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PRESS RELEASE
9-13-17

Huntington Ingalls Sued By EEOC For Disability Discrimination

Shipyard Refused to Hire a Hearing-Impaired Pipefitter Because He Used Hearing Aids, Federal Agency Charges

NEWPORT NEWS, Va. - Newport News-based shipbuilder Huntington Ingalls Incorporated violated federal discrimination law when it refused to hire a pipefitter after discovering his hearing impairment, the U.S. Equal Employment Opportunity Commission (EEOC) charged in a lawsuit it filed today. The lawsuit also alleges that the company failed to provide the pipefitter with a reasonable accommodation during the hiring process.

According to the EEOC's complaint, Stanley Dowdle, an experienced pipefitter, received a conditional offer of employment to work at Huntington Ingalls' Newport News Shipbuilding facility in July 2013. Employment at the shipyard was contingent upon Dowdle passing a physical examination, including a hearing test. Dowdle wears hearing aids in both ears and according to the complaint, requested to be tested while wearing his hearing aids. Dowdle's request was denied, and as a result, his job offer was rescinded because he had failed the hearing test.

The EEOC brought the suit under the Americans with Disabilities Act (ADA), which prohibits disability discrimination in employment, after first attempting to reach a pre-litigation settlement through its conciliation process. The case (EEOC v. Huntington Ingalls Incorporated, Civil Action No. 4:17-cv-00113-HCM-LRL) was filed in the U.S. District Court of the Eastern District of Virginia, Newport News Division, on Sept. 13, 2017. The EEOC is seeking back pay, compensatory damages, punitive damages, and non-monetary measures to correct employment practices at the shipyard. The EEOC is also asking that the company hire Dowdle as a pipefitter.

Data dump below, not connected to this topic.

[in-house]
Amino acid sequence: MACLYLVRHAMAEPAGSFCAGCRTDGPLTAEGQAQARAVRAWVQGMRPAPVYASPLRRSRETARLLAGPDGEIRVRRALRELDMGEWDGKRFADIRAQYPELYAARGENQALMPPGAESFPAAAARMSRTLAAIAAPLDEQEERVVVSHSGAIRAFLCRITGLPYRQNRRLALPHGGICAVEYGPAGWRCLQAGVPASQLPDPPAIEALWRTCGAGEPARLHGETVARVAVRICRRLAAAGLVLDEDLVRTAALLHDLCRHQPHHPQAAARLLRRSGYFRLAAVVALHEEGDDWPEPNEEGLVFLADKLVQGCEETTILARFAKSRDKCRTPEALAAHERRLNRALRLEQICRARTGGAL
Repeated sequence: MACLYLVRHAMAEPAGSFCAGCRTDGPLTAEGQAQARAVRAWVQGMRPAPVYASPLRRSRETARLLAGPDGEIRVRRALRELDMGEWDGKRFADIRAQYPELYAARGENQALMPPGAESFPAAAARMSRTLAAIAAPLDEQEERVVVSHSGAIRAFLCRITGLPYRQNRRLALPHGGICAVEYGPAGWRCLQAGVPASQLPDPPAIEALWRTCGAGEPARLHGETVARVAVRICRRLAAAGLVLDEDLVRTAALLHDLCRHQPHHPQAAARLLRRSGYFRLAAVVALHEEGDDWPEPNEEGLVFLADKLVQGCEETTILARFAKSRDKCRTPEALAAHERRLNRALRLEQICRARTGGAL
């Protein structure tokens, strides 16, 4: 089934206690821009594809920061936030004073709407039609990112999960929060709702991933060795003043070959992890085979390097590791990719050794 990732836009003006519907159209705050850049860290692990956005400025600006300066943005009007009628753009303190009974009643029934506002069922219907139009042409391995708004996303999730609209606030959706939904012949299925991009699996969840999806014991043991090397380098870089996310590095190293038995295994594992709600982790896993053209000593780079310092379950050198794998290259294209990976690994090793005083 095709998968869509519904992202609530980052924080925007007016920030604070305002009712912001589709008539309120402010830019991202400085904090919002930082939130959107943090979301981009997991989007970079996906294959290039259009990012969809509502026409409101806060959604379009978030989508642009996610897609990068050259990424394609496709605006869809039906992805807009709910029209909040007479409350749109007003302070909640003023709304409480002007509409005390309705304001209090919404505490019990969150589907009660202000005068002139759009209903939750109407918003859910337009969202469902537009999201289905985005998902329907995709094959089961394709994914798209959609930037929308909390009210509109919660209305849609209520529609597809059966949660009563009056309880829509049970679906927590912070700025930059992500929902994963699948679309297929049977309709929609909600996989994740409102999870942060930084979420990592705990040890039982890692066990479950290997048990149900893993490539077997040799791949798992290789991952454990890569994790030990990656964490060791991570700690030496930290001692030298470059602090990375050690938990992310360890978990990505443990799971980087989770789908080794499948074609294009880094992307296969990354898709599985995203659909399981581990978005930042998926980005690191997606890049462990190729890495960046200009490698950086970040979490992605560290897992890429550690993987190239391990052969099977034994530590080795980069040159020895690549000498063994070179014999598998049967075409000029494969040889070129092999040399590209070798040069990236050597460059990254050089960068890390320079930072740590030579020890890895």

"Employers must remember their obligation to provide a reasonable accommodation to individuals with disabilities - even at the hiring phase - unless doing so would cause an undue hardship," said Lynette Barnes, regional attorney for the EEOC's Charlotte District Office. "In this case, he only wanted to wear his hearing aids, which he already used. Allowing him to use his hearing aids for the purpose they were intended for wouldn't be an unusual or burdensome request."

According to publicly available information, with approximately $4 billion in annual revenues and more than 20,000 employees, Newport News Shipbuilding identifies itself as the largest industrial employer in Virginia and the largest shipbuilding company in the United States.

The EEOC advances opportunity in the workplace by enforcing federal laws prohibiting employment discrimination. More information is available at www.eeoc.gov. Stay connected with the latest EEOC news by subscribing to our email updates.